There are many, many times I’ve wished that I could be physically ill instead. Because if I was then people would treat me SO much differently to how they do now. I wouldn’t be criticised at work for not being “smiley enough” during a busy period. I wouldn’t be told to just put “mind over matter” or to “grow some balls”. And I probably wouldn’t be told that I’m letting people down because “I’m not living my life to the full” or doing what a “normal twenty-two year old does”. If I were lying in a bed with cancer that would be the last thought on anyone’s mind. Yet when I lie in bed with depression and have suicidal thoughts, people just think I’m being over-dramatic and selfish?

Go figure.

Some people argue that mental health is easier to go through because you have the power to change it and make yourself better unlike those who may be physically ill and don’t have that ability. And, yes, in some cases that is true. But in the vast majority of cases of physical illness you could say the same too. Got a cold? Take some tablets and wrap up warm. Diabetes? Implement a diet plan and take medication. Broken leg? Put it in a cast and wait until it heals.

So why can’t people with mental illness wait until it heals?

Why are we forced into taking immediate action and made to feel guilty if it looks like we’re not improving? You wouldn’t say to someone recovering from a heart attack, “wow, you had that heart attack like three weeks ago, you still look so rough. You should be better by now.”


I am sick of trying to explain what anxiety and depression is like. It’s more than just feeling sad or being a bit scared. It’s completely engulfing and crushing and at times you feel like you’re drowning with no way out. It’s like being in a never ending, dark room and not knowing where the door is to find your way out. You just have to slowly and methodically inch along, searching every single patch of wall until you find that handle to open the door. It’s not about being happy or putting mind over matter. It’s not about comparing my plight with someone else’s.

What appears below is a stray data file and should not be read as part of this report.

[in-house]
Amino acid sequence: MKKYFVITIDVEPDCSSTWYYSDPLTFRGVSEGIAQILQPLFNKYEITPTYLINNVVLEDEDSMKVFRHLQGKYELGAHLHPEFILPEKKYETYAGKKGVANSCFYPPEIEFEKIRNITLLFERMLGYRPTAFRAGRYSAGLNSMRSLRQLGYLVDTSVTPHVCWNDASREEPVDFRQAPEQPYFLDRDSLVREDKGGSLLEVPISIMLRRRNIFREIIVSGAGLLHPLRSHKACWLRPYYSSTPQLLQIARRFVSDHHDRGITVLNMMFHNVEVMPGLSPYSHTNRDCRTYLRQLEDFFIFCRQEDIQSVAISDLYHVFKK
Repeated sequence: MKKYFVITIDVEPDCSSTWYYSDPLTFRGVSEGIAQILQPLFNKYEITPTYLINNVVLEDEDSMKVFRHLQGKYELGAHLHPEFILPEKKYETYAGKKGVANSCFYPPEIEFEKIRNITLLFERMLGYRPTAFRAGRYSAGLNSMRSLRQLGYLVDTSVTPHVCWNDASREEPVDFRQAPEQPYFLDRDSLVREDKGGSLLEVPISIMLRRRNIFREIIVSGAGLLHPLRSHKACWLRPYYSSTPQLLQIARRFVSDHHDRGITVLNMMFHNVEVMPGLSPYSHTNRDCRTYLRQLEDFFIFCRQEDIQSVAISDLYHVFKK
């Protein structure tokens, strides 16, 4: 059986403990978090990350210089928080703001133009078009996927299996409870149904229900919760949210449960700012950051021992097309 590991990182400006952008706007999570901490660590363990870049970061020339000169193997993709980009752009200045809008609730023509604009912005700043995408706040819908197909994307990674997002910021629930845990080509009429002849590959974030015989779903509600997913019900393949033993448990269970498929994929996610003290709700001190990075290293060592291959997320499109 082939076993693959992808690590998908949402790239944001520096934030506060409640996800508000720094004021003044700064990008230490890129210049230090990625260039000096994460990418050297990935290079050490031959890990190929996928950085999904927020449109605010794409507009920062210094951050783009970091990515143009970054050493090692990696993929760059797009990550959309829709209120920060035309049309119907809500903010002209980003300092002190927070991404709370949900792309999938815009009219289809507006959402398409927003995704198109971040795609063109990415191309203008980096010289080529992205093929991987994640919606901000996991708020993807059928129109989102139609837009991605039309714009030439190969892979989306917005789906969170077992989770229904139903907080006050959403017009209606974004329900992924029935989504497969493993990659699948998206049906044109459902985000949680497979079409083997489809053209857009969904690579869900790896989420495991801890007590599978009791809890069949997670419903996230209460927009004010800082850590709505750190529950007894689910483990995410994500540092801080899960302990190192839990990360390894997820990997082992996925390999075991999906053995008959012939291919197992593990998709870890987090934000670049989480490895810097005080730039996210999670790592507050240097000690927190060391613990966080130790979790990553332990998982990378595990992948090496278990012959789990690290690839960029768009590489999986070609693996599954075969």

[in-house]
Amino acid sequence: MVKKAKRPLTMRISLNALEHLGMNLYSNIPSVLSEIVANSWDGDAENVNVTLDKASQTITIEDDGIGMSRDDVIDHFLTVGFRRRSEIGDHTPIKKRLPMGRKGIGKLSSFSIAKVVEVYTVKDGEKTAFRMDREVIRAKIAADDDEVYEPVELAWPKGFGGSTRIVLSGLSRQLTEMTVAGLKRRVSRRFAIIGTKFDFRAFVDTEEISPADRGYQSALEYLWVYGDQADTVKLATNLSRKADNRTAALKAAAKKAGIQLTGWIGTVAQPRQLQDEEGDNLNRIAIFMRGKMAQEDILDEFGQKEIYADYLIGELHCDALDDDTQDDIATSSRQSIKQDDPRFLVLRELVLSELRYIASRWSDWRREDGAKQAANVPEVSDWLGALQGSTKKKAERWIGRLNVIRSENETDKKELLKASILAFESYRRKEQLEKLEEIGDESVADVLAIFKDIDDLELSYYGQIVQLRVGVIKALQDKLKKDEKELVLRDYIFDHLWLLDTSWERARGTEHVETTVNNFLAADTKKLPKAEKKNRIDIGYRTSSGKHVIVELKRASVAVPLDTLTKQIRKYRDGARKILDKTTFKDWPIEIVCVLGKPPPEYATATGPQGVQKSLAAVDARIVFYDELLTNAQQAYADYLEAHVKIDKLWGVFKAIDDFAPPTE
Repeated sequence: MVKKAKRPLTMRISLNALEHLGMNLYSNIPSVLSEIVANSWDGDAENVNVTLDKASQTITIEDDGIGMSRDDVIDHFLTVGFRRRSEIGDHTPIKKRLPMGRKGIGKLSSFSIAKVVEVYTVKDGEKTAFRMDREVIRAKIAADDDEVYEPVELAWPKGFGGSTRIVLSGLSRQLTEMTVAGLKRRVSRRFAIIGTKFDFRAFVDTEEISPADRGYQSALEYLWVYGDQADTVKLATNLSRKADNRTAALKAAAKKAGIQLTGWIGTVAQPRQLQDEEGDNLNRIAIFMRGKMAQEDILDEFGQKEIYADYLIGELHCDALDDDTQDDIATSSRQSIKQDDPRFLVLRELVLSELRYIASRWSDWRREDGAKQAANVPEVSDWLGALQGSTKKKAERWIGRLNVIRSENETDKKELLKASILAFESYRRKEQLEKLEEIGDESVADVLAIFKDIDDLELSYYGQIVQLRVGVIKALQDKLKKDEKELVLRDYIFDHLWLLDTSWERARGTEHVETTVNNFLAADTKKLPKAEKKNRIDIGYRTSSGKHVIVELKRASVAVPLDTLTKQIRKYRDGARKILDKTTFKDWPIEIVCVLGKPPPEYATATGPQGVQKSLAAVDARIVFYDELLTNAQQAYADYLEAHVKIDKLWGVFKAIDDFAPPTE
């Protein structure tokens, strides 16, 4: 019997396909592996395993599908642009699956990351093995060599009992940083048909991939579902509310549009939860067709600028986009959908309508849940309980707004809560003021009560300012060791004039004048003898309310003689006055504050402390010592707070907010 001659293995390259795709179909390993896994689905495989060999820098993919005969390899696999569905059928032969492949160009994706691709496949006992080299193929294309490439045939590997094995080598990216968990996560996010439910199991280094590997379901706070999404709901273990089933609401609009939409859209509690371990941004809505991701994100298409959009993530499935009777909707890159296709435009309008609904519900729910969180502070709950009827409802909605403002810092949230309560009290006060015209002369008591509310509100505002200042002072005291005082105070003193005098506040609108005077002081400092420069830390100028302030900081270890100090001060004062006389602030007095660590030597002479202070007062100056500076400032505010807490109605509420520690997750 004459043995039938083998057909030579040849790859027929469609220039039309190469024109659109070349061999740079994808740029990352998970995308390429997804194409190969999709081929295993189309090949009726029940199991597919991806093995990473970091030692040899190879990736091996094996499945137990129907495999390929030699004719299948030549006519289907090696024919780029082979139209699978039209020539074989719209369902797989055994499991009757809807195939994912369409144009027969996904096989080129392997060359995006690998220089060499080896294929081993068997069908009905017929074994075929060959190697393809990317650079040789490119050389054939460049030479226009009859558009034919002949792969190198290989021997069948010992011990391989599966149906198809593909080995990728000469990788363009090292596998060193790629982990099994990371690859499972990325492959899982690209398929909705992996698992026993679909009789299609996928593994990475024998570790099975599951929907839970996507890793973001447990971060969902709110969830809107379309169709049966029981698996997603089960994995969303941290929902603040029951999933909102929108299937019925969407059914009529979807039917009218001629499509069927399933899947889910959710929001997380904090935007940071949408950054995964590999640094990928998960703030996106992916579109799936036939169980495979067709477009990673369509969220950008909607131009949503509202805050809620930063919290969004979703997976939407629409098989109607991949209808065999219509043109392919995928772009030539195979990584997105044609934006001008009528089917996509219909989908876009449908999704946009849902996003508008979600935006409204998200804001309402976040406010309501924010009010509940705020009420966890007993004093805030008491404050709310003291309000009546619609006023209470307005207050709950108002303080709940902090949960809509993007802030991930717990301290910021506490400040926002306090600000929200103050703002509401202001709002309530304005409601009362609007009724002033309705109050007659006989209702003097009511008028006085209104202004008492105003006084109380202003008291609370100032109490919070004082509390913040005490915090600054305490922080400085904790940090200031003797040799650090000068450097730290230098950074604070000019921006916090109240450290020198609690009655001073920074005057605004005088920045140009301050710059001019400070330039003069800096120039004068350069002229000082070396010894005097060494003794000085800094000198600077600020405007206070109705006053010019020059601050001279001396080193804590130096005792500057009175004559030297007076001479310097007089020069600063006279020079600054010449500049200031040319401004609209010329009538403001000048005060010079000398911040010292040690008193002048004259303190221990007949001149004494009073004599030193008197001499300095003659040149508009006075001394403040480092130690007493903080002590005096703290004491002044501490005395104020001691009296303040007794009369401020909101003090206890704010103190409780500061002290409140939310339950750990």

Just because mental illness can’t be physically seen, it doesn’t mean it’s not excruciatingly painful and real. Yes, you can see a broken leg; yes, you can tell if someone has a bad cough, yes, someone undergoing chemotherapy may lose their hair but just because there are visual symptoms they seem to be cared about more.

Thankfully more and more people are becoming understanding about mental health and are less prejudice about it but there is still a LONG way to go. Sadly one of the reasons for this is that mental illnesses are used as adjectives;

People used the word depressed or depressing to explain something a bit sad which then belittles the experience that people with real depression go through. The same with OCD; it’s not about liking things looking neat and being tidy but how often do you hear people say “I’m so OCD about that.” NO YOU’RE FUCKING NOT. Just like when something scary happens and you have a normal bodily reaction to it you did not just have “OMG A PANIC ATTACK.”

Sigh. Can you tell it makes me a bit annoyed?!

I just wish I could live in a world where it wasn’t a constant competition to see who was worse off or who was suffering more. In comparison to some third world countries we all obviously have a better life. But it doesn’t mean that at the very moment when we’re suffering most that it’s not as bad as or less valid than any other suffering anyone has ever been through.

Treat everyone with care and compassion. One day you may be the one who needs the care and compassion most. 


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No judgment, no hate, because it is already tough enough being a girl.